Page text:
Wednesday, May 25, 2016

Black Velvet Cincher Review - True Corset

I own a fair few corsets by now, which is really fortunate for me as I've come to love them as inner wear as well as outer-wear. Nothing smoothes the line under a pretty slinky dress quite like a corset. I own several patterns and colors, black, silver, blue, striped, damask, but what I really have been wanting for quite some time was a black velvet corset. When True Corset approached me to ask if I would like to review one of their corsets, I immediately jumped on the opportunity to add to my collection and try out a new corset retailer.

The model I chose was this Steel Boned Black Velvet Cincher Corset. The package came from True Corset quite quickly and bundled up nicely. Of course, it's now approaching the humid, hot Maryland summer, so I wanted to wear it often sooner rather than later.

Unlike many corsets, this cincher does not have a peak under the bust and is largely flat all the way around. For me, this means that it's actually very comfortable to wear--where on a normal corset that peak interferes with my braline, this one doesn't at all. It also makes it an extremely versatile piece to be worn on top of any kind of outfit. The steel bones are very nicely supportive as well.

The laces on this corset are nice and sturdy and don't seem to be fraying at all around the grommets, which is good. On the inside, the corset is lined with a cottony fabric which keeps it from being hot and sticky against the skin. I couldn't find a stitch out of place on any of it.

Are there any downsides? Well, like any velvet fabric, the corset attracts lint and pet hair like a magnet. Still, Goths are pretty used to this by now, and if you don't mind giving yourself a nice lint rolling after cuddling Fluffy, it shouldn't be too much of a problem.

All in all, though, I think this corset looks pretty great! It matches so many things in my closet and is going to be making a lot of appearances, especially when we reenter autumn and winter. I plan on keeping this corset as an outer piece, rather than a foundation garment, just because it's so pretty.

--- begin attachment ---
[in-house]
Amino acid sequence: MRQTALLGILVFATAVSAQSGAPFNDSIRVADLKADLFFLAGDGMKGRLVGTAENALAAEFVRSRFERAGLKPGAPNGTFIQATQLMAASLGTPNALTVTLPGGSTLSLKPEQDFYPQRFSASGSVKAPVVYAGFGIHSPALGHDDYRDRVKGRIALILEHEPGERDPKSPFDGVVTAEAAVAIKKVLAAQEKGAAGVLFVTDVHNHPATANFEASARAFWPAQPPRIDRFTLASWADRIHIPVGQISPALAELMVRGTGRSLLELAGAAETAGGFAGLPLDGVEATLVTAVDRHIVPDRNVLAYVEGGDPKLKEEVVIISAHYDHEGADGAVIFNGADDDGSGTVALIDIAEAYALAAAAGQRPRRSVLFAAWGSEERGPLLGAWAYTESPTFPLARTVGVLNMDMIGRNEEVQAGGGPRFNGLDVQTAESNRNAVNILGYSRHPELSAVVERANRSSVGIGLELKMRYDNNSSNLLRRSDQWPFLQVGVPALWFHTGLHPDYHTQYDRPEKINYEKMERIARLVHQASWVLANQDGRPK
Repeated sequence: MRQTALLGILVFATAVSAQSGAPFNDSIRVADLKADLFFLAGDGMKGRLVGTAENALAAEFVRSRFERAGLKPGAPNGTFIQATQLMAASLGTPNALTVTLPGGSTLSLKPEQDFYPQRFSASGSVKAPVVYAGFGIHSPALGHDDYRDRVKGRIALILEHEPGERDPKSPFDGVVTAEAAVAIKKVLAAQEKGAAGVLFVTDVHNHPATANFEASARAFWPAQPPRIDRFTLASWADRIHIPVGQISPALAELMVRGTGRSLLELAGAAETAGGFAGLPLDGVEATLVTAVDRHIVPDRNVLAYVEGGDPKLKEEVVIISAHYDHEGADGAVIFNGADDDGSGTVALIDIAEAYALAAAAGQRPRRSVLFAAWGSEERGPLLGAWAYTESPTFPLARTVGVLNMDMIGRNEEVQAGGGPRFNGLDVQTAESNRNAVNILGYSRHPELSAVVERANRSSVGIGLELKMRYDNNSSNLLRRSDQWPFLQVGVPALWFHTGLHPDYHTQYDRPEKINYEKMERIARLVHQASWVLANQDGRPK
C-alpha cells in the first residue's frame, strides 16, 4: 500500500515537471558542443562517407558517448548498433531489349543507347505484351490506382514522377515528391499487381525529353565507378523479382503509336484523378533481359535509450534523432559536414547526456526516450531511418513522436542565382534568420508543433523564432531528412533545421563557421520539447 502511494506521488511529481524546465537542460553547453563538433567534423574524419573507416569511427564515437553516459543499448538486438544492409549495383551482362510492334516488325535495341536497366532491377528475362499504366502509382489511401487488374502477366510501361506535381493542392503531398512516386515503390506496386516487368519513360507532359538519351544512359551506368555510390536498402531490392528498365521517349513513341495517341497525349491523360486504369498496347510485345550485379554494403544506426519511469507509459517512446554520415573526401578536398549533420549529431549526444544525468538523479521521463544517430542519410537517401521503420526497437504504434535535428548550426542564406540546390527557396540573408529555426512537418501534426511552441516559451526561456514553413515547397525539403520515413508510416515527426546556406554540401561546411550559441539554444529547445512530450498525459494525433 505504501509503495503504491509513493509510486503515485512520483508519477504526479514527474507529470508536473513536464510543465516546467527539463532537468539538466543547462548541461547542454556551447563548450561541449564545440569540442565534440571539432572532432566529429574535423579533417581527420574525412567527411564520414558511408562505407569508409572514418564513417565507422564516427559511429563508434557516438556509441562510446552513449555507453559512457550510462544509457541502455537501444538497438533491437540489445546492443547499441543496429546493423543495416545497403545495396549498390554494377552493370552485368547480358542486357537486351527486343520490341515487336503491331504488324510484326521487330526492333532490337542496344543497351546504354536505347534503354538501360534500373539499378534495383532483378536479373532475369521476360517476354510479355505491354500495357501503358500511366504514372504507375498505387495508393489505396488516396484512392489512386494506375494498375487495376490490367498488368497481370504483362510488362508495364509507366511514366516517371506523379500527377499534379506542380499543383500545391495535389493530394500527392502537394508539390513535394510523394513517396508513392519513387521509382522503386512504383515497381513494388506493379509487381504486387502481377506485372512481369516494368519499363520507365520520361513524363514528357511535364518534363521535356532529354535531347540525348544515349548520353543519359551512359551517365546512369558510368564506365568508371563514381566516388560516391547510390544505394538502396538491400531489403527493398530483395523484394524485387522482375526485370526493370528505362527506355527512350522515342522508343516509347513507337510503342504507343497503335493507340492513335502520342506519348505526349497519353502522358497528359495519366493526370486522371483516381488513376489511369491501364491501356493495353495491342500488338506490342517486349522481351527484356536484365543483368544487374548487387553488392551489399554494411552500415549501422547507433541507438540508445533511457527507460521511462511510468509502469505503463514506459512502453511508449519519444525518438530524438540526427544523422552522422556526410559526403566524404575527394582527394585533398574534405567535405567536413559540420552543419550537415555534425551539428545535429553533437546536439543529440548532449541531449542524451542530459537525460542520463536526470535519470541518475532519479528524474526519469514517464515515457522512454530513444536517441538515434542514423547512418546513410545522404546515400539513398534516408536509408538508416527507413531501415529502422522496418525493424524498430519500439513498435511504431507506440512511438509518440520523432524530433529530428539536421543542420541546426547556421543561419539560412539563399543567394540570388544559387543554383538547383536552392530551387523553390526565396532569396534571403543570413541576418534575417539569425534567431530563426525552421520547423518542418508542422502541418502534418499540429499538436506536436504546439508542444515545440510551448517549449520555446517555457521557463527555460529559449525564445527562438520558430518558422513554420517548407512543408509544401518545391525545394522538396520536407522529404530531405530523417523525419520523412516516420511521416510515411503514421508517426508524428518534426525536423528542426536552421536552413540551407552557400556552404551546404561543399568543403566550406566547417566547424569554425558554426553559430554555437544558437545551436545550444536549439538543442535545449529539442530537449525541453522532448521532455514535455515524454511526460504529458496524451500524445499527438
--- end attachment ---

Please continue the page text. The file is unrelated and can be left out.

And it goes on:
If you are in the market for a new corset, or if you just want to stock up your wishlist for when you are, check out True Corset! The link to this velvet cincher is right here, but there are tons of other options. Their Gothic corsets collection is pretty gorgeous and fits a range of sizes while not breaking the bank.

What is your favorite corset, if you have one? If not, would you wear velvet in the summer?

Wednesday, May 18, 2016

Goth in All White

As I posted about a few weeks ago, I had to wear white this past Saturday to participate in a 100 year old college tradition called Laurel Parade. Yeah. A Goth wearing white. Tragic.

As a part of graduation weekend, the seniors wear all white (plus accessories in our class color, blue) and then carry a long laurel chain to wrap around the grave of the college founder. We are joined on all sides by alumnae dating back to 1946 and beyond who are on campus for their reunions. When there, we sing the school song and Bread and Roses in tribute to labor strikes from the early 20th century.

An alumnae class processes in their class color, red.
It's a wonderful tradition and it was very emotional to walk with my best friends and be greeted on all sides by alumnae, the perfect first step to graduating.

My dress was just a basic white one from eShakti, and I wore our class scarf and a pretty floral wreath that I got off of Etsy. My plan for the dress, because it is cotton, is to dye it so that I can wear it again, maybe dark purple or red.